No fruitful bi-partisanship, little voter power in Pa.
W e wholeheartedly agree with Clearfield area state Rep. Scott Conklin’s “Enough is enough” opinion piece published in Saturday’s Express.
Conklin is telling the General Assembly — the House and Senate — to stop the bullcrap in Harrisburg and get to work to adopt a fiscal year 2017-2018 budget for Pennsylvania.
Republican lawmakers who have majorities in the Legislature cannot agree on how to pay for about $2.2 billion needed to balance the proposed budget.
As explained by the conservative Commonwealth Foundation, in three days last week, these tax hikes were shot down:
r On Oct. 2, lawmakers discussed imposing the sales tax on commercial storage, something Gov. Tom Wolf had proposed in his original budget. But when warehousing companies and local chambers explained that would drive business to other states, bipartisan opposition killed that idea.
r On Oct. 3, the discussion turned to an additional 5 percent hotel tax. This tax, on top of the state sales tax and local hotel taxes, would have made Philadelphia and Pittsburgh first and second in the nation in hotel taxes. Like the warehouse tax, the hotel tax garnered little support and died before the night was over.
r By last Wednesday, Gov. Wolf and the House Democratic leaders forced a procedural vote on a Marcellus Shale natural severance tax bill. The voted failed with bipartisan opposition–only 83 House members supported it (19 shy of the minimum needed to pass it). It was the second time in three years the House has effectively voted on a severance tax, both times defeating it with bipartisan opposition.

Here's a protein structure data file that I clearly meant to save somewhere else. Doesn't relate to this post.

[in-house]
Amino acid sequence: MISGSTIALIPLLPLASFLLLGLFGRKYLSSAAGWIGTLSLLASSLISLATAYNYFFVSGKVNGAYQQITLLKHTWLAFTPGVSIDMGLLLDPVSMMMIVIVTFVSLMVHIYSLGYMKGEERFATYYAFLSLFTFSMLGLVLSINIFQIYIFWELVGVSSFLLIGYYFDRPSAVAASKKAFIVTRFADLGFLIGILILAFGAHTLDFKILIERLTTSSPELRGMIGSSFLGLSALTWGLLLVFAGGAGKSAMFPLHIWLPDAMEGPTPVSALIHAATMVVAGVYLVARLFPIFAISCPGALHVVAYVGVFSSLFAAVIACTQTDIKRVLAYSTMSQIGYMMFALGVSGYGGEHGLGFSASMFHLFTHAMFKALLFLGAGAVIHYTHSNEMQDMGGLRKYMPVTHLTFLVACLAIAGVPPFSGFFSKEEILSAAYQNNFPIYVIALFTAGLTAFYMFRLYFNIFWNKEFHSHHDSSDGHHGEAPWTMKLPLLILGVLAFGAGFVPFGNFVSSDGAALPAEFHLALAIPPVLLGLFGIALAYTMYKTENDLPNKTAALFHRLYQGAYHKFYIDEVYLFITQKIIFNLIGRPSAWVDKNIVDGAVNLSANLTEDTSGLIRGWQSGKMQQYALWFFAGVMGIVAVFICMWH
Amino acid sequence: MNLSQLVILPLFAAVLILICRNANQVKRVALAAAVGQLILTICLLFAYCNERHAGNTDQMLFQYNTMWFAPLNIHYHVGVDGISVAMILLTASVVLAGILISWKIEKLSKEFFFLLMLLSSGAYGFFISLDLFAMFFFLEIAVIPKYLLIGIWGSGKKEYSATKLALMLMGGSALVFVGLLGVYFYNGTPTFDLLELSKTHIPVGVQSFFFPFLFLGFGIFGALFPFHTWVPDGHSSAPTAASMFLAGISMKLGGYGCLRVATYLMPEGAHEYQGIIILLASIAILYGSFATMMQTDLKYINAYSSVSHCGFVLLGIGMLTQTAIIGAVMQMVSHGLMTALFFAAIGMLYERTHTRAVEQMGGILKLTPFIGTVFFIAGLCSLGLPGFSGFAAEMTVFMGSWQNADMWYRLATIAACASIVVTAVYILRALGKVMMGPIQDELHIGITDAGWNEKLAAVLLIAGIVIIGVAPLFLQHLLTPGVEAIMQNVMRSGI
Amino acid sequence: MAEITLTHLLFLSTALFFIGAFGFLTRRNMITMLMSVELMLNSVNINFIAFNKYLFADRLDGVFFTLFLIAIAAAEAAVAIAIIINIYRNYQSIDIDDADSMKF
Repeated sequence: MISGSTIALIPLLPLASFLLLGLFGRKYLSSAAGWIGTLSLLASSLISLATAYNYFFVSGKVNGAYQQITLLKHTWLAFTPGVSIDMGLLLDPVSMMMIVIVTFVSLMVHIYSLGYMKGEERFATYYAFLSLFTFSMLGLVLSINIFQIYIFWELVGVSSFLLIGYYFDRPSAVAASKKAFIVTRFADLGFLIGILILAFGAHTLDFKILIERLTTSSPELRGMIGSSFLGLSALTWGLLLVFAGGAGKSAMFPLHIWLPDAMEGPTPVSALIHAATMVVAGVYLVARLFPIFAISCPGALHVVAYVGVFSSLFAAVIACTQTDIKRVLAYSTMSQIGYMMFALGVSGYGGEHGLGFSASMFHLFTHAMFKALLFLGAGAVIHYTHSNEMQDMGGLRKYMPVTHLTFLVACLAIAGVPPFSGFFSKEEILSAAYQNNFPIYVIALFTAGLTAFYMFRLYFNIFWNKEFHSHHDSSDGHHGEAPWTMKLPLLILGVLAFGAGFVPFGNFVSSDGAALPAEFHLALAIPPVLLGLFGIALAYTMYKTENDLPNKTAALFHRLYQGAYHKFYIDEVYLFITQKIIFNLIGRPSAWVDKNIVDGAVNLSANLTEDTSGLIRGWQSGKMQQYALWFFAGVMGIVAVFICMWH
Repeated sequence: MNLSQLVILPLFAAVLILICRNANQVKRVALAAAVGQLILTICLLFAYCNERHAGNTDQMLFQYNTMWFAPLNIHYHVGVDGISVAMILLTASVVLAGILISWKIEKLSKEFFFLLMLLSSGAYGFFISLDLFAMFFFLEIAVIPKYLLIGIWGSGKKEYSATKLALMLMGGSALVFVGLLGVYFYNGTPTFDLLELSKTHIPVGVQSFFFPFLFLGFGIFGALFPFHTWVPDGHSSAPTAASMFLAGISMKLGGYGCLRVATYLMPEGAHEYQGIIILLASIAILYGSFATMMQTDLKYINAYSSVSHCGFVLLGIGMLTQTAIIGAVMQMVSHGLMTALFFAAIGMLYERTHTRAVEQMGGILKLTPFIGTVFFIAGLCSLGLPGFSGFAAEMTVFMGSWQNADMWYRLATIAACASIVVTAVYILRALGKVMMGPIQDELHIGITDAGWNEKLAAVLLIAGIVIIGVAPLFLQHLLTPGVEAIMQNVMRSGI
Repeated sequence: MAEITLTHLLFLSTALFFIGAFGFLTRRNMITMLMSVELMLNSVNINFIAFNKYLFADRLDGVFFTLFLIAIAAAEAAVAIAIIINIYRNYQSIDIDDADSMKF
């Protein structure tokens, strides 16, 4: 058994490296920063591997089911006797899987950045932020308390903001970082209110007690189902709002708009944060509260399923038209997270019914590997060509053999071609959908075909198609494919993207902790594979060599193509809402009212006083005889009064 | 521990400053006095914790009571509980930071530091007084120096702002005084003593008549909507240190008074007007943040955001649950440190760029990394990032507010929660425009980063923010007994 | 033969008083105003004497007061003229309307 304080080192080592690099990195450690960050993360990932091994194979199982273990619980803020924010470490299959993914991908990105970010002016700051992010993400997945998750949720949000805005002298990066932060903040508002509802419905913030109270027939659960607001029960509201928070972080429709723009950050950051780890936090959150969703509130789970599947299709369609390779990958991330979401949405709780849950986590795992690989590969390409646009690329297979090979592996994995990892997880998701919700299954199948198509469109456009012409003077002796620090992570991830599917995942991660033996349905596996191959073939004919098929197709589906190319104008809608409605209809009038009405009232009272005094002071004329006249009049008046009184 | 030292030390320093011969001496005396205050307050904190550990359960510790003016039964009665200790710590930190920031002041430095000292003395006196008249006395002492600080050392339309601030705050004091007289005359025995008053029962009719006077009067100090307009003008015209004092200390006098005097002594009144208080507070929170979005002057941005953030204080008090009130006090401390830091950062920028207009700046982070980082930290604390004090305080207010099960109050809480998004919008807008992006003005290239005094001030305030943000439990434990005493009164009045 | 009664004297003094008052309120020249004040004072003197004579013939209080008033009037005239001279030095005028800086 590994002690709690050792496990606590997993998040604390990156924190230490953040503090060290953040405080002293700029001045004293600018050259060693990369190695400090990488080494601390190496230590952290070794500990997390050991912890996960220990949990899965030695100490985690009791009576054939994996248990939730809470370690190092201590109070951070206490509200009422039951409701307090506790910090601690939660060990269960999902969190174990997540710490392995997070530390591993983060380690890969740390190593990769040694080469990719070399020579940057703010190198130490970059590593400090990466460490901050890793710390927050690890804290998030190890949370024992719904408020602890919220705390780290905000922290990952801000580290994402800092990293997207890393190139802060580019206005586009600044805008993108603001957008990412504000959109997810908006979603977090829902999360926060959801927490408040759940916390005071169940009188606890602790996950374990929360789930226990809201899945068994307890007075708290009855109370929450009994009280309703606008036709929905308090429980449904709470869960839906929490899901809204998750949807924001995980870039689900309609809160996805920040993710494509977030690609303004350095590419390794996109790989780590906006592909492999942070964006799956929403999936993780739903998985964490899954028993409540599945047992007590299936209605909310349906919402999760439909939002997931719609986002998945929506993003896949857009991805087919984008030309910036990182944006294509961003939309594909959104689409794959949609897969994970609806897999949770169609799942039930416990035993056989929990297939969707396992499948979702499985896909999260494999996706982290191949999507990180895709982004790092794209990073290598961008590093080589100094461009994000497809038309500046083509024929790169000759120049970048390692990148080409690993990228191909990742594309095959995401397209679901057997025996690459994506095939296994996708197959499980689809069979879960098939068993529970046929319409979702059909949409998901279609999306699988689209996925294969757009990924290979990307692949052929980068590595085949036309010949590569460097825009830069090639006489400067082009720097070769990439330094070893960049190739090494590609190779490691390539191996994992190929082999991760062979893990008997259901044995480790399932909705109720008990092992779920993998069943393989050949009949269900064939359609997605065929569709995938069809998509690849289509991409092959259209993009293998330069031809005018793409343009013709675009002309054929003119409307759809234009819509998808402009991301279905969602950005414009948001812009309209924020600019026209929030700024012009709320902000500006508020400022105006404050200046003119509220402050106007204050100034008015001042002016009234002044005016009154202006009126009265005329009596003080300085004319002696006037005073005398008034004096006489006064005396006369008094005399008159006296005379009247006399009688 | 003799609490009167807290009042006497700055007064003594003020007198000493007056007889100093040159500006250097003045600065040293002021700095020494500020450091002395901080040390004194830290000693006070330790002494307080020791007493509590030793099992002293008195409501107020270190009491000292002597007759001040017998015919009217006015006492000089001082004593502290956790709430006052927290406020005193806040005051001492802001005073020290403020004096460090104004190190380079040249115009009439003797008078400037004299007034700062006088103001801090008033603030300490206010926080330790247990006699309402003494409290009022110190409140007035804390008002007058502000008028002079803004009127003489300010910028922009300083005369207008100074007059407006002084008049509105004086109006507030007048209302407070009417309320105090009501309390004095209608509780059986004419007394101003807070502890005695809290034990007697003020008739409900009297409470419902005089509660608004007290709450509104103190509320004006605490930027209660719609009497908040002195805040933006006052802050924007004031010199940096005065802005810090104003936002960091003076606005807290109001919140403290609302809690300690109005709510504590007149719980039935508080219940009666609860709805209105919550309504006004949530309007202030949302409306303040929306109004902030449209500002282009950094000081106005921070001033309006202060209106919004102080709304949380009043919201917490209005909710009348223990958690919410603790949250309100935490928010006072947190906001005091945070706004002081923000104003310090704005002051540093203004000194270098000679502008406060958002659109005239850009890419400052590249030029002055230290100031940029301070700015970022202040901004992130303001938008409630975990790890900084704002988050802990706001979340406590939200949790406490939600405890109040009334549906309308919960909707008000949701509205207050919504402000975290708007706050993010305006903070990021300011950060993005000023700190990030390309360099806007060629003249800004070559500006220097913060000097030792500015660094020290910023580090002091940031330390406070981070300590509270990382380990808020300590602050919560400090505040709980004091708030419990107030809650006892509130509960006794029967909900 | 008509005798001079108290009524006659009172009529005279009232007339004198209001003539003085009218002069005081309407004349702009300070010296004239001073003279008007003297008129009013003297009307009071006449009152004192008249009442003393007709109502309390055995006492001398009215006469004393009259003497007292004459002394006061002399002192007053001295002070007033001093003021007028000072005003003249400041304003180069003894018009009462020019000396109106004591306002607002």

There are proposals to further tax residential, commercial and industrial utility costs, raise the tobacco tax, and expand gambling statewide, including over the internet.
Lawmakers also talked about raiding existing state funds dedicated to protecting the environment to plug the budget hole.
Failure of the Legislature to come together on a full budget exposes the deep rift among Republicans in the House and Senate over how to fully pay for state government.
Pennsylvania is three months into a new fiscal year without an approved revenue package to fully fund a nearly $32 billion budget bill lawmakers passed June 30.
Meanwhile, $650 million in aid to five schools — Penn State, Temple and Lincoln universities; the University of Pittsburgh; and the University of Pennsylvania’s veterinary school — is stuck in limbo, and Wolf and House Republicans have blamed the failure of a revenue package on each other.
Who else and what other institutions are being held hostage over this?
What a sad state our state is in.
We’ve said it before and repeat it here: Elected members of the Pennsylvania House and Senate should have their paychecks withheld until they adopt a completed budget each year, and they should not be able to take any extended work breaks until a spending plan is adopted.
But the reality is that, in Pennsylvania, voters and taxpayers really don’t have much say. The Legislature has made that the case over the years.
Statewide referendums that would reform our government — yes, it’s time for a part-time Legislature — are very difficult to get on the ballot.
Anyone else out there feeling powerless over all of this, too?